Any networked computing environment must be able to invoke methods across both process and physical machine boundaries. This capability requires a means for locating a remote process, serializing method parameters, invoking the remote method, and deserializing the return value—all in a secure manner. Many protocols currently provide this functionality including DCE, Microsoft’s DCOM, CORBA’s IIOP, Java RMI and EJB, and many others. However, they all require proprietary class libraries to be loaded on both the client and remote host in order to inter-communicate. This requirement has greatly restricted distributed application interoperability.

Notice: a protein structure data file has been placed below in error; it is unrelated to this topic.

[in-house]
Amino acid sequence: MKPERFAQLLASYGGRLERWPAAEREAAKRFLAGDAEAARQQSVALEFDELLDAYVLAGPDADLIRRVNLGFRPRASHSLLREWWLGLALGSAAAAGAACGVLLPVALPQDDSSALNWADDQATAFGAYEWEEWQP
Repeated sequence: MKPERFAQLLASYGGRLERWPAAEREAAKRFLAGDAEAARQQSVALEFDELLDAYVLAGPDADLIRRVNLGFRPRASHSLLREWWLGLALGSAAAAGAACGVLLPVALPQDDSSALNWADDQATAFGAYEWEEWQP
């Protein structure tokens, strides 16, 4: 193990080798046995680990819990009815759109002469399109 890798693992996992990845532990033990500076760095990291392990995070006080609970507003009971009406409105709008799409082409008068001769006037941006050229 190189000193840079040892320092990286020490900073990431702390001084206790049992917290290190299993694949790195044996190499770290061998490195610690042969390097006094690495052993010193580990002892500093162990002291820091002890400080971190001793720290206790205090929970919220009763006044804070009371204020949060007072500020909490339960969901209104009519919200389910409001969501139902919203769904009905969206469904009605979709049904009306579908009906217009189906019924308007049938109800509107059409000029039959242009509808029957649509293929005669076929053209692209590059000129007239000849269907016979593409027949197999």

Simple Object Access Protocol (SOAP) is a natural evolution of existing distributed technologies. SOAP is an encoding of a remote method invocation (method parameters, return type, and error codes) within an XML document that can be easily understood by any client using an XML parser. (XML parsers are freely available in every programming language and platform combination.) The SOAP document is typically sent over HTTP, the core protocol of the Web. HTTP enables greater interoperability because firewalls typically don’t block HTTP traffic, and it provides greater security because encryption is readily available through the use of Secure Sockets Layer (SSL).